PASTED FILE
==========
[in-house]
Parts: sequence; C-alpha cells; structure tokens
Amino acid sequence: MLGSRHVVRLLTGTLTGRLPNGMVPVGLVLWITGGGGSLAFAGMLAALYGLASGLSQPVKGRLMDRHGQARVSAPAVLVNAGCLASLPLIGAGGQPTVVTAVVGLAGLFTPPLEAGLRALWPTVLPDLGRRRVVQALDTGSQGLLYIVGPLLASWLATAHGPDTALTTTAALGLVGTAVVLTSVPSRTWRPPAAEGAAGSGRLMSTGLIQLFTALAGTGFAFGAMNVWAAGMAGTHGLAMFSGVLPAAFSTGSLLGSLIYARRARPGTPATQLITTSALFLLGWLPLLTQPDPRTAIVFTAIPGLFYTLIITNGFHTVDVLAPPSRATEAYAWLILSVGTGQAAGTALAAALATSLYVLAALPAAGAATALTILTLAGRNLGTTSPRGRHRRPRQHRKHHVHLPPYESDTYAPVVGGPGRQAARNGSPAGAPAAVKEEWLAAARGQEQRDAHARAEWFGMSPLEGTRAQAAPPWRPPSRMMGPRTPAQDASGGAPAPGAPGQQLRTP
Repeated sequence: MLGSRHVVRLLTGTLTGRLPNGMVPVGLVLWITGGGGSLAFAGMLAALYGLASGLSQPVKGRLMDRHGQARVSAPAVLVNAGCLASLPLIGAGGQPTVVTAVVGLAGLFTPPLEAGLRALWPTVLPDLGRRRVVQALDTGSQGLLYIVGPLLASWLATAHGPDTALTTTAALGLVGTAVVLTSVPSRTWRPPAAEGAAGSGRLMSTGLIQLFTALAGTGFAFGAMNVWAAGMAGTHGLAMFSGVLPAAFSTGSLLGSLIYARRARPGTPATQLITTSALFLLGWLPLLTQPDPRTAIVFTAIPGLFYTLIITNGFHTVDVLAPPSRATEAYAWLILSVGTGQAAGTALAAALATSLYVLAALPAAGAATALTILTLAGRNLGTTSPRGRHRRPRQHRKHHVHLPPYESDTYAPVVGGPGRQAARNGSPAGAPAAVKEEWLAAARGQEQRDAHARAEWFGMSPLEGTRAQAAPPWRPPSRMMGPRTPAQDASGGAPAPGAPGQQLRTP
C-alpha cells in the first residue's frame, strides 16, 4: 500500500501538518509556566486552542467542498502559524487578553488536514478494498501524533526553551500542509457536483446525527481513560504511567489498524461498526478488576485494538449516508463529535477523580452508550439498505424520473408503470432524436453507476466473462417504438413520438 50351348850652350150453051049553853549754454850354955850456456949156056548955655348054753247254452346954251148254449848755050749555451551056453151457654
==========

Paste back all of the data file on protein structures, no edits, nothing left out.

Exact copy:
[in-house]
Parts: sequence; C-alpha cells; structure tokens
Amino acid sequence: MLGSRHVVRLLTGTLTGRLPNGMVPVGLVLWITGGGGSLAFAGMLAALYGLASGLSQPVKGRLMDRHGQARVSAPAVLVNAGCLASLPLIGAGGQPTVVTAVVGLAGLFTPPLEAGLRALWPTVLPDLGRRRVVQALDTGSQGLLYIVGPLLASWLATAHGPDTALTTTAALGLVGTAVVLTSVPSRTWRPPAAEGAAGSGRLMSTGLIQLFTALAGTGFAFGAMNVWAAGMAGTHGLAMFSGVLPAAFSTGSLLGSLIYARRARPGTPATQLITTSALFLLGWLPLLTQPDPRTAIVFTAIPGLFYTLIITNGFHTVDVLAPPSRATEAYAWLILSVGTGQAAGTALAAALATSLYVLAALPAAGAATALTILTLAGRNLGTTSPRGRHRRPRQHRKHHVHLPPYESDTYAPVVGGPGRQAARNGSPAGAPAAVKEEWLAAARGQEQRDAHARAEWFGMSPLEGTRAQAAPPWRPPSRMMGPRTPAQDASGGAPAPGAPGQQLRTP
Repeated sequence: MLGSRHVVRLLTGTLTGRLPNGMVPVGLVLWITGGGGSLAFAGMLAALYGLASGLSQPVKGRLMDRHGQARVSAPAVLVNAGCLASLPLIGAGGQPTVVTAVVGLAGLFTPPLEAGLRALWPTVLPDLGRRRVVQALDTGSQGLLYIVGPLLASWLATAHGPDTALTTTAALGLVGTAVVLTSVPSRTWRPPAAEGAAGSGRLMSTGLIQLFTALAGTGFAFGAMNVWAAGMAGTHGLAMFSGVLPAAFSTGSLLGSLIYARRARPGTPATQLITTSALFLLGWLPLLTQPDPRTAIVFTAIPGLFYTLIITNGFHTVDVLAPPSRATEAYAWLILSVGTGQAAGTALAAALATSLYVLAALPAAGAATALTILTLAGRNLGTTSPRGRHRRPRQHRKHHVHLPPYESDTYAPVVGGPGRQAARNGSPAGAPAAVKEEWLAAARGQEQRDAHARAEWFGMSPLEGTRAQAAPPWRPPSRMMGPRTPAQDASGGAPAPGAPGQQLRTP
C-alpha cells in the first residue's frame, strides 16, 4: 500500500501538518509556566486552542467542498502559524487578553488536514478494498501524533526553551500542509457536483446525527481513560504511567489498524461498526478488576485494538449516508463529535477523580452508550439498505424520473408503470432524436453507476466473462417504438413520438 50351348850652350150453051049553853549754454850354955850456456949156056548955655348054753247254452346954251148254449848755050749555451551056453151457654